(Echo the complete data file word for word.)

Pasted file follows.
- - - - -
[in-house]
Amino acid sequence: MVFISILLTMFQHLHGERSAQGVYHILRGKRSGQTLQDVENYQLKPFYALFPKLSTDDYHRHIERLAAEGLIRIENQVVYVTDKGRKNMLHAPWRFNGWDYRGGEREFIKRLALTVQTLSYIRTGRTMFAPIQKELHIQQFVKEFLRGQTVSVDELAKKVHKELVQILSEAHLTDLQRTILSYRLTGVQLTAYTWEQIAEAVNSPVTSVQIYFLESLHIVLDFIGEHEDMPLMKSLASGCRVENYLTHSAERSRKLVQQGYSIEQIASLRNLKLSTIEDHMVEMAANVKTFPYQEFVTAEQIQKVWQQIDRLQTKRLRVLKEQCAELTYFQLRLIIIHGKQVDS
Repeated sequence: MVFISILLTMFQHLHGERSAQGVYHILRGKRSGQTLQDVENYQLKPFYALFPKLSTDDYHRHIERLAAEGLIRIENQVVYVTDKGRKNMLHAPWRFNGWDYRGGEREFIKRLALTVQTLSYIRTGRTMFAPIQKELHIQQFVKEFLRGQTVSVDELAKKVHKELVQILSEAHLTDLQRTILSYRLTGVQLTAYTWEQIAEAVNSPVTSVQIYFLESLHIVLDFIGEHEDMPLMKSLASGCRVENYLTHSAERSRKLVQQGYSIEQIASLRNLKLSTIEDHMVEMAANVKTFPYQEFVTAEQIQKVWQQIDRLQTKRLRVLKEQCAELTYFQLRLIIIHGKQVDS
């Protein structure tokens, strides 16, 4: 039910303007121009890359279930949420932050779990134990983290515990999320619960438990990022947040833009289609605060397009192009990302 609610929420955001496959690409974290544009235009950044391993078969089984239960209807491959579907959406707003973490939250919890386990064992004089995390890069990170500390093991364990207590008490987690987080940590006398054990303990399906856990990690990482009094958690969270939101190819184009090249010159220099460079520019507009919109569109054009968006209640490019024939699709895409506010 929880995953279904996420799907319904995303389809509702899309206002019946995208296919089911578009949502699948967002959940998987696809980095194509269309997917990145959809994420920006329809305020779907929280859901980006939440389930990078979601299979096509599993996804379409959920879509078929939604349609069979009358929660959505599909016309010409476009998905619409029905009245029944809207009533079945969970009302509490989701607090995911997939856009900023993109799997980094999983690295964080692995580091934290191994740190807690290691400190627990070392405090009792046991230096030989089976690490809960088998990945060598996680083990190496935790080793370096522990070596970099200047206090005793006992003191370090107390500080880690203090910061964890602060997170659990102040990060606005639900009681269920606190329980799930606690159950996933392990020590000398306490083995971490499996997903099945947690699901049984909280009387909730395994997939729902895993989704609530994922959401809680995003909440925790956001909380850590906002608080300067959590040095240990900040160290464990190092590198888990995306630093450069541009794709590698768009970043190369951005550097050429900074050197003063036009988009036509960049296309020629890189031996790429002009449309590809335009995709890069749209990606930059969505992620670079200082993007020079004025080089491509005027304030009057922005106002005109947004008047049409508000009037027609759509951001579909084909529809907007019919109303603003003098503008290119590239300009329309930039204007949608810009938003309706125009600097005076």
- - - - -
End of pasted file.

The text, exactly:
[in-house]
Amino acid sequence: MVFISILLTMFQHLHGERSAQGVYHILRGKRSGQTLQDVENYQLKPFYALFPKLSTDDYHRHIERLAAEGLIRIENQVVYVTDKGRKNMLHAPWRFNGWDYRGGEREFIKRLALTVQTLSYIRTGRTMFAPIQKELHIQQFVKEFLRGQTVSVDELAKKVHKELVQILSEAHLTDLQRTILSYRLTGVQLTAYTWEQIAEAVNSPVTSVQIYFLESLHIVLDFIGEHEDMPLMKSLASGCRVENYLTHSAERSRKLVQQGYSIEQIASLRNLKLSTIEDHMVEMAANVKTFPYQEFVTAEQIQKVWQQIDRLQTKRLRVLKEQCAELTYFQLRLIIIHGKQVDS
Repeated sequence: MVFISILLTMFQHLHGERSAQGVYHILRGKRSGQTLQDVENYQLKPFYALFPKLSTDDYHRHIERLAAEGLIRIENQVVYVTDKGRKNMLHAPWRFNGWDYRGGEREFIKRLALTVQTLSYIRTGRTMFAPIQKELHIQQFVKEFLRGQTVSVDELAKKVHKELVQILSEAHLTDLQRTILSYRLTGVQLTAYTWEQIAEAVNSPVTSVQIYFLESLHIVLDFIGEHEDMPLMKSLASGCRVENYLTHSAERSRKLVQQGYSIEQIASLRNLKLSTIEDHMVEMAANVKTFPYQEFVTAEQIQKVWQQIDRLQTKRLRVLKEQCAELTYFQLRLIIIHGKQVDS
């Protein structure tokens, strides 16, 4: 039910303007121009890359279930949420932050779990134990983290515990999320619960438990990022947040833009289609605060397009192009990302 609610929420955001496959690409974290544009235009950044391993078969089984239960209807491959579907959406707003973490939250919890386990064992004089995390890069990170500390093991364990207590008490987690987080940590006398054990303990399906856990990690990482009094958690969270939101190819184009090249010159220099460079520019507009919109569109054009968006209640490019024939699709895409506010 929880995953279904996420799907319904995303389809509702899309206002019946995208296919089911578009949502699948967002959940998987696809980095194509269309997917990145959809994420920006329809305020779907929280859901980006939440389930990078979601299979096509599993996804379409959920879509078929939604349609069979009358929660959505599909016309010409476009998905619409029905009245029944809207009533079945969970009302509490989701607090995911997939856009900023993109799997980094999983690295964080692995580091934290191994740190807690290691400190627990070392405090009792046991230096030989089976690490809960088998990945060598996680083990190496935790080793370096522990070596970099200047206090005793006992003191370090107390500080880690203090910061964890602060997170659990102040990060606005639900009681269920606190329980799930606690159950996933392990020590000398306490083995971490499996997903099945947690699901049984909280009387909730395994997939729902895993989704609530994922959401809680995003909440925790956001909380850590906002608080300067959590040095240990900040160290464990190092590198888990995306630093450069541009794709590698768009970043190369951005550097050429900074050197003063036009988009036509960049296309020629890189031996790429002009449309590809335009995709890069749209990606930059969505992620670079200082993007020079004025080089491509005027304030009057922005106002005109947004008047049409508000009037027609759509951001579909084909529809907007019919109303603003003098503008290119590239300009329309930039204007949608810009938003309706125009600097005076």